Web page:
You’re young, so why worry about credit now? The sooner you establish and learn how to use credit wisely, the better. Here’s why.

It’s Complicated

Borrowing may seem simple, but it’s actually a very complicated business. Understanding the differences between credit products, your responsibilities, and budgeting for repayment are all learned skills. If you don’t master them, you could become a slave to debt.

You can start as an authorized user on your parent’s card and learn how to build a credit history with their help. Alternatively, you can apply for your own secured credit card and pay a deposit. Your credit limit is the deposit amount.

Choose a card with a low or no annual fee and the lowest interest rate. Try to keep purchases small and pay the entire balance off monthly. Don’t use your card for cash advances.

Credit Can Affect Employment

Many employers check your credit report as part of the hiring process. While it is illegal in some states, it’s not in many others. You must give your written consent and it’s usually in your employment application.

Employers receive a different report than a credit card or loan company, but it can still hurt your employment prospects if they don’t like what they see. They’re looking for reliability and stability, not missed payments, delinquencies, bankruptcies or consumer proposals, judgments, or liens.

If your job includes things such as travel, you need good credit to buy airplane tickets, rent a car, and to pay for hotel rooms and client meals. The company reimburses you for expenses, but you pay them initially.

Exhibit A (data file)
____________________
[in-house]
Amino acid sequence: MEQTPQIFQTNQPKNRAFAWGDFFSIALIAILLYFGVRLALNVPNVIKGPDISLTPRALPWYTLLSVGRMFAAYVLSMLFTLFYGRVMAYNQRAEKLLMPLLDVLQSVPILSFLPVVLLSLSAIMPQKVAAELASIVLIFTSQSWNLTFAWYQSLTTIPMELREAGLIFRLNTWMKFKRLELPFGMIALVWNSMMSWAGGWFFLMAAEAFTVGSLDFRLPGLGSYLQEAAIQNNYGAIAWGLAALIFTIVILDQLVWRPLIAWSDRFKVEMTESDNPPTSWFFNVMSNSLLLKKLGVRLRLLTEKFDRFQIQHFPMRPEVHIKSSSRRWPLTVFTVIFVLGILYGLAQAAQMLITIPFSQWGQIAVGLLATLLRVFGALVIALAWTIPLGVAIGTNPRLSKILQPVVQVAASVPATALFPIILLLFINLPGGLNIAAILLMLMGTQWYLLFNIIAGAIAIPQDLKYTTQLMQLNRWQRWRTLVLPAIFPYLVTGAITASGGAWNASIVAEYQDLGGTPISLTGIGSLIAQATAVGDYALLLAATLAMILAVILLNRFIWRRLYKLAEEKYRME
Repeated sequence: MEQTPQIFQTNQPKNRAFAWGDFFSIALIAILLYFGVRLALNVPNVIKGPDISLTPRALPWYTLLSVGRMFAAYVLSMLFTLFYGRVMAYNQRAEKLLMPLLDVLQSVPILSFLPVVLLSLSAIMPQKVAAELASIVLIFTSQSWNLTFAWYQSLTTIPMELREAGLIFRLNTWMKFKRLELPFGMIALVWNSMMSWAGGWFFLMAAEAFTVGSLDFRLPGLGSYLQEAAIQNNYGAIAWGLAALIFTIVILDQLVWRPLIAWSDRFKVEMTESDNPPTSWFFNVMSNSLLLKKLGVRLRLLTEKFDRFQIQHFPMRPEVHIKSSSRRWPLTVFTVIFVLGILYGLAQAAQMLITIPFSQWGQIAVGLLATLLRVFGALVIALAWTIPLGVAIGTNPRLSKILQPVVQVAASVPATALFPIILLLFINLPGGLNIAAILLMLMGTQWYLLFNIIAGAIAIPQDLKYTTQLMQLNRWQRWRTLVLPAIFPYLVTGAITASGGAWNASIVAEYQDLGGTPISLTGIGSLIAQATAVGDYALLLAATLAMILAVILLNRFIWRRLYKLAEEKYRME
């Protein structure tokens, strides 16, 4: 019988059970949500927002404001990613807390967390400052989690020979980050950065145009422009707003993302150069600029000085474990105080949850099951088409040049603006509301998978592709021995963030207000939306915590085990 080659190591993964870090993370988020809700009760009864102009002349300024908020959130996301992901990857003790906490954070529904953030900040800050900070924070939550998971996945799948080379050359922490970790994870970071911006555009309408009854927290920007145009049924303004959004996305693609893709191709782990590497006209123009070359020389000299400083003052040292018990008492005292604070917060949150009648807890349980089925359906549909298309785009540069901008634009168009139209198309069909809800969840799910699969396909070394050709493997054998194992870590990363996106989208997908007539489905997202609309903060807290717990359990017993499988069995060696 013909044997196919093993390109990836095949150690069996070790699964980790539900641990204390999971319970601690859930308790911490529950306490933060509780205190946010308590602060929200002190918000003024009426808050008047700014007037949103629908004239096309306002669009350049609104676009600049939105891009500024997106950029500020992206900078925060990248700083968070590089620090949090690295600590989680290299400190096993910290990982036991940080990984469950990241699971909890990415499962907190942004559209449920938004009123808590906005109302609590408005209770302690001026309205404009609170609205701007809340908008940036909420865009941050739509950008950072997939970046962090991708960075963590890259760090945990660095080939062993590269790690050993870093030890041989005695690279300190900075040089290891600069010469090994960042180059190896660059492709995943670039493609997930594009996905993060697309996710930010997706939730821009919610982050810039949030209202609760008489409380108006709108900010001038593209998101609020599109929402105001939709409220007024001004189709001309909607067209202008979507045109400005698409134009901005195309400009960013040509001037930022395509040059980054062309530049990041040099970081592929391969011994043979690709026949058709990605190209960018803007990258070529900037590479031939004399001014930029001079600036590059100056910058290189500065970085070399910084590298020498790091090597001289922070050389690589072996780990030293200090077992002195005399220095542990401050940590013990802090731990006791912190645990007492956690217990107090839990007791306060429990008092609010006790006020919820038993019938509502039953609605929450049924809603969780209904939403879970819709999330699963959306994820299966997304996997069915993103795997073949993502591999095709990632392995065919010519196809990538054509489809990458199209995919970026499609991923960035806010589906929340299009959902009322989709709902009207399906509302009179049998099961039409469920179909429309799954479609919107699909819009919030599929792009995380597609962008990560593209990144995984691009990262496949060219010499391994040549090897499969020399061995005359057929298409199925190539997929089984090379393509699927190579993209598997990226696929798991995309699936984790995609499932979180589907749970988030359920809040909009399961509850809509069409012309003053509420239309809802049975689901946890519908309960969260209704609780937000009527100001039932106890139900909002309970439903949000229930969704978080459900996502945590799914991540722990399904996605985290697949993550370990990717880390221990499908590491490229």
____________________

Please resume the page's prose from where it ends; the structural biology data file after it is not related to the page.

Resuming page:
Credit Affects Housing

Your credit has a direct impact when you want to rent or buy a home. Even if you’re only looking to rent your first apartment, poor credit could mean the landlord chooses someone else instead of you. You may also pay a higher deposit for utilities if you have poor credit.

Credit Impacts Your Ability to Buy a Vehicles

Your first vehicle might be a cheap used car, but there will probably be a time when you want to buy something better. Whether you want to buy a truck to start your own business or a car when you start a family, they cost more than most people can pay in cash. Consequently, you’ll need a personal loan and good credit.

Credit Affects Insurance Premiums

Insurers rely on your credit report to measure your likelihood of filing a claim. Consequently, if you have poor credit you usually pay significantly higher premiums, even if you’ve never filed a claim.

Almost all insurers use credit scores to set prices. According to Consumer Reports, a New Jersey driver with poor credit will pay more than double what someone with excellent credit would pay. If your credit score drops, they could increase your premiums or cancel your policy too.

Credit History Counts

The longer you can show that you can borrow and repay debt responsibly, the better. Lenders offer lower interest rates and more products to people who consistently demonstrate they’re low risk.

College students can often get credit, because lenders think they’re likely to become financially successful. If you’re not a college student, look for a credit card that suits your needs. No annual fee and the lowest interest rate you can find are best.

Check Your Credit

Before you apply for credit, request a free copy of your credit report. Criminals often access people’s credit without them knowing and that includes children. If you think this happened to you, you’ll need to act. If everything looks good, you can apply for credit and a credit card is your best bet.

Stick with one card at first and manage your credit well. It takes time to establish credit history, so monitor your credit annually to see your progress. Good habits initially lead to great credit that serves you well. Bad habits lead to poor credit that can take years to rebuild.

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